The Karun river empties into Persian Gulf and it is within an acceptable distance for pumping its water to Kuwait at a certain rate. However, anger against Kuwait (and Arabs in general) for having supported Saddam Hussein's war against Iran is so deep that no Iranian government will be able to conclude such a mutually beneficial deal with Kuwait.

There is a UNESCO-sponsored accelerator in Jordan, itself donated by EU, for the purposes of advancing & fostering scientific research in the Near East. Iran is a member and on several occasions Iranian scientists were arbitrarily denied visas to Jordan. Two Iranian scientists who had gone to Jordan for working in that facility, were later assassinated in Iran.

And so on and so forth.


I am sure the SF guys would like to treat the Kurds right, but there is a long history of the US (and everyone else in the region) backstabbing them when convenient. I wonder if the Kurdish leadership understands that it probably is not long before once again they will be on their own with no friends and all their neighbors as enemies.

My advice is try for a Russia re-alignment, who might be able to balance between SAA and Russian interests


TTG & Babak Makkinejad -

Nothing in Vic's comment advocated an independent Rojava. And the Syrian Kurds themselves do not want independence.

I do agree with your assertions that we should not maintain a mercenary army in Syria forever. But they are good allies in the fight against Daesh and we should help them defend themselves if they are attacked.

BTW, even Assad's allies, the Russians, agree that the Syrian Kurds should get some degree of autonomy.



I see.

The author is just 'nother dreamer with his head up in theoretical clouds (I was kinda startled 'bout him mentioning 'bout getting rid of nat'l borders).

I assume this is what most ivory tower think-tanks send forth.

I can't tell his ethnicity tho.



Syrian Kurds have been working with Russia for a long time for such a re-alignment. The latest talks between Russian FM Lavrov and PYD representatives took place in Moscow just a few days ago.

Babak Makkinejad

He is an Arab, likely Lebanese - this type of thinking would not come out of anywhere else in the Arab World.

The thing of it is that the Gulfies can today invite Iran and Iraq to join the Persian Gulf Cooperation Council and with one letter of invitation revolutionize their relationship with Iran and the Shia World.

But they will never do it and that the Fortress West has their back - or so it appears - is only making them less willing to undertake any such ventures.


Are the Kurds up to the urban warfare needed to take Raqqa?
What about their Arab allies?

Who will volunteer to take all those casualties?
Didn't Iraq have a similar problem with Mosul?

Alternatively, will they simply starve Raqqa (and everyone in it?).

The Twisted Genius


They took Manbij without a massive amount of air or artillery support. Raqqa would be a whole different nut to crack. I'd be surprised if they simply try to muscle their way into that one.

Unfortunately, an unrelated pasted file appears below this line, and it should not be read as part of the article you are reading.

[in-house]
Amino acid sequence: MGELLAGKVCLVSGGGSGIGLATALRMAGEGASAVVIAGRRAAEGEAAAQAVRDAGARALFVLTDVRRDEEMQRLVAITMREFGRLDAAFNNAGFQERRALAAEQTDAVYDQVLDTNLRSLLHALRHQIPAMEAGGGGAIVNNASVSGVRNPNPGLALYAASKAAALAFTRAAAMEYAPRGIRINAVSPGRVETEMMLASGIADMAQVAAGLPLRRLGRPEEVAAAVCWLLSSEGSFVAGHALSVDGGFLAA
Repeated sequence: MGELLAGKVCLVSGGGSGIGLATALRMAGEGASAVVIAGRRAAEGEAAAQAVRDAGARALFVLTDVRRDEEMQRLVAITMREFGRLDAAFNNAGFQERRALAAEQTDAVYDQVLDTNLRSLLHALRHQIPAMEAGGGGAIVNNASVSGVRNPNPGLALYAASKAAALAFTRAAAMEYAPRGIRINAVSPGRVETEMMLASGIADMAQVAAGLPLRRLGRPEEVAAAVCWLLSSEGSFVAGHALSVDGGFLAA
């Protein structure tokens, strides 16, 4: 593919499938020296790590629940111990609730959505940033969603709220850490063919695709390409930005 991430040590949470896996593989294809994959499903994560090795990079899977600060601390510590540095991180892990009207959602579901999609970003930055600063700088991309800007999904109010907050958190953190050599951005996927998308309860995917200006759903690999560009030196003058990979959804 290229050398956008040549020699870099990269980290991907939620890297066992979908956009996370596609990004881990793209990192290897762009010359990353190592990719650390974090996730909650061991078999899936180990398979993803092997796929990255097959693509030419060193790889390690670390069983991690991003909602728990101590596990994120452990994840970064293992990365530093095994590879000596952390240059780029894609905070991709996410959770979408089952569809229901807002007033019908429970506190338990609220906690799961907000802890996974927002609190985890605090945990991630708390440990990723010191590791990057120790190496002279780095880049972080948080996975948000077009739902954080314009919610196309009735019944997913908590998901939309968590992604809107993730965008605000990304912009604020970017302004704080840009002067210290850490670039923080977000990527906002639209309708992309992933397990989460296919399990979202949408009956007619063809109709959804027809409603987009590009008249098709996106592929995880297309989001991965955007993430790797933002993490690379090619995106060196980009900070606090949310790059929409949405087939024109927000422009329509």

Ael -

The current plan as proposed by the CJTF coalition is for the Kurdish YPG to be the isolation force and stay out of Raqqa itself. The SDF composed of mainly Arab but some Syriac/Armenian/Circassian is to be the force to actually go in and take Raqqa. Many people have doubts that will work. So far the SDF is untested without YPG support. But they will have embedded US/UK/French coalition forces with them to pinpoint air and artillery strikes.


This action will just push Erdogan further into Putin's camp which can't be very good for the "pivot to asia" supporters.

It's hard for me to believe that the globalists are going to take this sitting down.

Does anyone else see this as a problem for Trump??


"Does anyone else see this as a problem for Trump?"

No, I see it as a grave problem for the Islamic Stater"s Neo-Umayyad Restoration program.

The process is underway for cooperation by key players to encircle, create cauldrons, and clear them until the Islamic State becomes nothing but several chapters in the history books.


sounds like business as usual. ;)

But interesting to see Saatchi surface.



And what of the AQ connected groups? pl

Clonal Antibody

Does anybody have some thoughts on this - Trump and Saudi King Agree to More Military Intervention, Collaboration, Aggression Against Iran

The official Saudi Press Agency said Trump and Saudi King Salman agreed on everything they discussed. It reported that the leaders stressed the "depth and strength of the strategic relations between the two countries."

Reuters reported, citing a senior Saudi source, that the two leaders "agreed to step up counter-terrorism and military cooperation and enhance economic cooperation."

The two planned greater military intervention in the Middle East, and the creation of so-called safe zones in Syria and Yemen. The details of how such zones would be created are not clear, but if they were instituted, it would likely take direct U.S. military involvement.
Saudi Arabia, a close U.S. ally since the 1930s, is a theocratic absolute monarchy that brutally represses all internal dissent, beheads nonviolent protesters and funds and spreads extremist Islamism throughout the globe. A leaked 2014 email from Hillary Clinton revealed, citing Western intelligence sources, that the U.S.-backed regimes in Saudi Arabia and Qatar supported the genocidal militant group ISIS.

Given the deep involvement of Saudi's and Qataris in keeping ISIS going, I wounder where the disconnect is coming from.



Those in Syria will share the same fate, now that their supporters in the civilian side of our government are gone. Of course this my view changing from cautiously optimistic to optimistic.